A group formed in January to study the issue met Thursday to talk about what to recommend to the full commission.
Most members of the group said they’d prefer delaying action on the issue for another year.
But Commissioner John McKamey, sponsor of the original resolution calling for the tax freeze, said he’d rather put the matter to a full commission vote.
It’s been deferred the past several months as the commission awaited the group’s recommendation.
Those who supported delaying action until next year made several points: Even if the commission approves the “freeze,” it won’t become effective until next year; next year is a reappraisal year, which would put all residential properties on a more even assessment; and the “freeze” doesn’t actually cut anyone’s taxes — its only true impact is if and when a tax rate hike comes into play, or during reappraisals.
Several members also said they flat out prefer another form of tax relief, local expansion of a state rebate program, to implementation of the “freeze.”
McKamey said those arguments would likely be made again next year, so he’d prefer just putting it to a full commission vote.
Group members include Sullivan County Mayor Steve Godsey, Sullivan County Property Assessor Bobby Icenhour, Sullivan County Trustee Frances Harrell, Accounts and Budgets Director Larry Bailey, and Sullivan County Commissioners Eddie Williams and McKamey.
Williams is chairman of the commission’s Budget Committee. McKamey is primary sponsor of the resolution calling for the county to enact, locally, a state law to put the property tax freeze in place.
In November 2006, voters statewide approved a constitutional amendment to pave the way for a state law making tax breaks for senior citizens an option at the local level.
To become effective in Sullivan County, the tax freeze program must be authorized by the County Commission.
Earlier this year, McKamey submitted a proposal to bring about that authorization.
The property tax “freeze,” which would apply to homeowners over age 65 with annual incomes below an amount set for each county by the State Comptroller’s Office, didn’t find much support from commissioners in the weeks following introduction of McKamey’s proposal.
“I think we’re obligated to go through with it,” McKamey said Thursday.
According to the State Comptroller’s Web site:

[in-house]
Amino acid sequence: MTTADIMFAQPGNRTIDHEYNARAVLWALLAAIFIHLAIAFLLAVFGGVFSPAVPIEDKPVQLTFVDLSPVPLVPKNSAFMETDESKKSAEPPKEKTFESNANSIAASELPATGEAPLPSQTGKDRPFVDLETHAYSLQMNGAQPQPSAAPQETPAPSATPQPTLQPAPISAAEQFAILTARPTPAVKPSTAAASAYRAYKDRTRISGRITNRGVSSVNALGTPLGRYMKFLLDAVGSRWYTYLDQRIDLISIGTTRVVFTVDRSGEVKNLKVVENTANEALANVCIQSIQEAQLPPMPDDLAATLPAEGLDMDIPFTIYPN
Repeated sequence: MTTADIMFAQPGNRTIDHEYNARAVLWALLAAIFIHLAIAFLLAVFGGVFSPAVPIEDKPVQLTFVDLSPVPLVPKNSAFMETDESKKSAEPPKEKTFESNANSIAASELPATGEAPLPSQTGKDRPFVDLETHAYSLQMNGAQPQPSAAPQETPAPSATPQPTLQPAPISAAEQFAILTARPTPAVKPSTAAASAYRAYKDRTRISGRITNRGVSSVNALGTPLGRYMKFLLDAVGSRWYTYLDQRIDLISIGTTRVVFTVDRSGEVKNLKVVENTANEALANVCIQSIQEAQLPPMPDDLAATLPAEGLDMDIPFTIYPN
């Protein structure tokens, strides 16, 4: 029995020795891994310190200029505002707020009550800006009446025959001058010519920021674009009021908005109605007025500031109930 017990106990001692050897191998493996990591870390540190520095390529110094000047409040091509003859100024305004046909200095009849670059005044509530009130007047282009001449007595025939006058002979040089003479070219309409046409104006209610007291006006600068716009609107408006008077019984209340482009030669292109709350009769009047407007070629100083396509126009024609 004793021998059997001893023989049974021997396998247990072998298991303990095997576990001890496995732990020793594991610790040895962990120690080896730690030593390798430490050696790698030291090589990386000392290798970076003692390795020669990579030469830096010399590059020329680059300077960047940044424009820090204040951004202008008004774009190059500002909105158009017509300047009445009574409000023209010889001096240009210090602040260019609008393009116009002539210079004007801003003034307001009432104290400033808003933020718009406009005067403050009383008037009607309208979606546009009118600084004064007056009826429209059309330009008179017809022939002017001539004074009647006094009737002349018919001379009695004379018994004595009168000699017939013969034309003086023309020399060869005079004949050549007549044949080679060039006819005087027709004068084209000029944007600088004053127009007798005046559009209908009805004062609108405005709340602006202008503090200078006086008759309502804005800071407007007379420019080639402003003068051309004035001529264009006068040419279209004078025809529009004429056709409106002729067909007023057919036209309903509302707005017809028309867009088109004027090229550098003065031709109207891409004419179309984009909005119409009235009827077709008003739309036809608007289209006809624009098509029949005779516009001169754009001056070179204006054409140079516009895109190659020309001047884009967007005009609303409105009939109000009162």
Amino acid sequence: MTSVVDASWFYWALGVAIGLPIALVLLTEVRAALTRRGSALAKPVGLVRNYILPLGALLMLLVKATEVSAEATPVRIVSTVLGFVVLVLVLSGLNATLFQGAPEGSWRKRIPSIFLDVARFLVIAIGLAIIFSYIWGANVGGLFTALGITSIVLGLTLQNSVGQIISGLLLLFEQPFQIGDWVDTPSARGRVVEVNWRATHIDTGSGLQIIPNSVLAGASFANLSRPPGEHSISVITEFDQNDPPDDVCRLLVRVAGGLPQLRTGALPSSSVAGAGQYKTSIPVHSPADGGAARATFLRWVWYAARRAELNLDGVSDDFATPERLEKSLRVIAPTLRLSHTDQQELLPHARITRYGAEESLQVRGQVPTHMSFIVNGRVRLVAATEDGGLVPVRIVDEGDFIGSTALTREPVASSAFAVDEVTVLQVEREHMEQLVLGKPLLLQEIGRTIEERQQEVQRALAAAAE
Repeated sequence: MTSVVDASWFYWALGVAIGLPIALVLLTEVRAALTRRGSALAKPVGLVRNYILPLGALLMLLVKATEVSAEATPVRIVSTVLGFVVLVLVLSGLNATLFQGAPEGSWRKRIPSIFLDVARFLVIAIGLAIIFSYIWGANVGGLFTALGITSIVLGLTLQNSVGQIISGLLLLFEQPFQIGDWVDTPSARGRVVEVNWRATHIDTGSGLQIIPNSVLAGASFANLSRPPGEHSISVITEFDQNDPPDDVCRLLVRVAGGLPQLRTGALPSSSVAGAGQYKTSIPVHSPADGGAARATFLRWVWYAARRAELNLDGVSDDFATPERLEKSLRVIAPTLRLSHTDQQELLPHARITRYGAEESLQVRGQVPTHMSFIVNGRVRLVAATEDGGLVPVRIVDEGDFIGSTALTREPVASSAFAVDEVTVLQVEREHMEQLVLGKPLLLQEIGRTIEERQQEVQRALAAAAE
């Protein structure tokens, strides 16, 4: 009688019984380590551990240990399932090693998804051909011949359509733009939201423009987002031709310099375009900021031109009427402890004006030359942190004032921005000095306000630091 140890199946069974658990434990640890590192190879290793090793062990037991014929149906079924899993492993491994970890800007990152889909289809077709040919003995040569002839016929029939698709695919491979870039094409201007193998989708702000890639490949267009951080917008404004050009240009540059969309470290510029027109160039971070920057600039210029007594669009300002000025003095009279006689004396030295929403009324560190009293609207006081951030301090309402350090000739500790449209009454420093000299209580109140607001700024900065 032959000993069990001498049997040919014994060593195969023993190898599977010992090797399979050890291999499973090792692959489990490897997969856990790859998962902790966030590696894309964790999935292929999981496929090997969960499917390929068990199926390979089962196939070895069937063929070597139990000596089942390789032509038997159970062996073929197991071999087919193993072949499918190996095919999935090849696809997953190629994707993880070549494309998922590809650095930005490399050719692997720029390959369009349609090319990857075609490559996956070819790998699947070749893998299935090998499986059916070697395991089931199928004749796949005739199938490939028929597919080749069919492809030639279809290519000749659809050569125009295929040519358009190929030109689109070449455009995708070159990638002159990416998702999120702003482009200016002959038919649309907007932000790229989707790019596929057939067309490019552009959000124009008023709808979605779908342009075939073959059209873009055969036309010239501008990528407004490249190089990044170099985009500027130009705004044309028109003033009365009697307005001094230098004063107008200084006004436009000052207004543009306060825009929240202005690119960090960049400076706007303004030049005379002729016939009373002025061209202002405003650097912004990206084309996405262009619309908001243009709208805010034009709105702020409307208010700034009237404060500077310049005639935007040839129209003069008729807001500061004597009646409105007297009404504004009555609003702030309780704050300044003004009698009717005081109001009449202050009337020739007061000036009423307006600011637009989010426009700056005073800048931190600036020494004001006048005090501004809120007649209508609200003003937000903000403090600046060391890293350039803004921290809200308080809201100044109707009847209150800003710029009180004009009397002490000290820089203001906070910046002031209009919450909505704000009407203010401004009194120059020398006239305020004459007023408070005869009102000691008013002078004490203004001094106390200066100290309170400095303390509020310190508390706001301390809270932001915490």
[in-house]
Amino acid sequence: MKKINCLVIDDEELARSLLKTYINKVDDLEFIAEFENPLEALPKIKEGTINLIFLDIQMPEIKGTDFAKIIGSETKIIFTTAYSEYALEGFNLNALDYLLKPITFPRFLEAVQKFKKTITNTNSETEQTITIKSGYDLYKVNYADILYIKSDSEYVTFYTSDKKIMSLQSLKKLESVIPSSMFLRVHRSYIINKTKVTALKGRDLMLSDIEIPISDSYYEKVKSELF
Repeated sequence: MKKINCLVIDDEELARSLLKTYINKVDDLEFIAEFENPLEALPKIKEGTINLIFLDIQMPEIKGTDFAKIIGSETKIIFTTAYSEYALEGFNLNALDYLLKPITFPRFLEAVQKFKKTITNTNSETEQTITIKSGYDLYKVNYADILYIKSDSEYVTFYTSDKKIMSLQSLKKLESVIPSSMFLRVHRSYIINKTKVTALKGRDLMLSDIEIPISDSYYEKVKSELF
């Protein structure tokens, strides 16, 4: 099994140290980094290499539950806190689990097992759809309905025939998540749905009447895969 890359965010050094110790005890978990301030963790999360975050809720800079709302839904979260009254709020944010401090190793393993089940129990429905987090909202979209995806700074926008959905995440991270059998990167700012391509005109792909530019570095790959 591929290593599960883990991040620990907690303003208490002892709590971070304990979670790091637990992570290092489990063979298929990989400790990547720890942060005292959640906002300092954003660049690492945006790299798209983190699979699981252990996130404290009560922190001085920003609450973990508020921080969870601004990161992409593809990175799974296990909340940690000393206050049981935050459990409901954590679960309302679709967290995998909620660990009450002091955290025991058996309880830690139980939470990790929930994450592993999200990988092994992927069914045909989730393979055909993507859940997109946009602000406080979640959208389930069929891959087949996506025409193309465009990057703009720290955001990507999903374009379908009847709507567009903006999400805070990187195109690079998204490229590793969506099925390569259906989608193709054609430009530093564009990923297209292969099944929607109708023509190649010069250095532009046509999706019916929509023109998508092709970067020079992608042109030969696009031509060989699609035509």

•Eighteen other Tennessee counties already have adopted the Property Tax Freeze Act, as well as 10 cities.
•For tax year 2008, the annual income level at which Sullivan County property owners (over age 65) would have been eligible for the property tax freeze (if it had been enacted by the County Commission) was $29,700. The 2008 figure for Washington County was $29,070. Most surrounding counties, which had a cutoff of $24,000 for tax year 2007, had gone up to $24,790.
•The number of people who currently benefit from a state rebate program for property taxes in Sullivan County is now estimated as high as 2,200.
In past public discussion of the property tax freeze proposal:
•Bailey has said the program could cost the county hundreds of thousands of dollars, not only in lost future property tax revenues (current taxes wouldn’t be cut), but also in extra administrative costs.
•Harrell echoed the latter when she spoke to the full commission earlier this year.
•Williams has drawn focus to other options for providing property tax relief to low-income, elderly property owners.
According to information McKamey distributed when he first introduced the property tax freeze proposal, if Sullivan County adopts the program:
•The tax freeze program is not intended to displace other forms of tax relief for the elderly and disabled, such as the state’s existing property tax rebate program.
•To qualify for the tax freeze, the property owner must file an application each year with the county trustee’s office.
•The property on which taxes will be frozen must be owned by the applicant and used as their principal place of residence.
•The applicant must be 65 years of age or older by the end of the year in which the application is filed.
•The applicant must have an income, from all sources, that does not exceed the county income limit established for that tax year.
•Each year, the State Comptroller’s Office will calculate the income limit for each county using a formula outlined in the Property Tax Freeze Act.
•In determining eligibility based on total income, income of all owners of the property will be combined.
•If improvements are made to the property in question, the base tax amount would increase to reflect the new value.
For more information visit www.comptroller.state.tn.us/pa/taxfreeze.htm.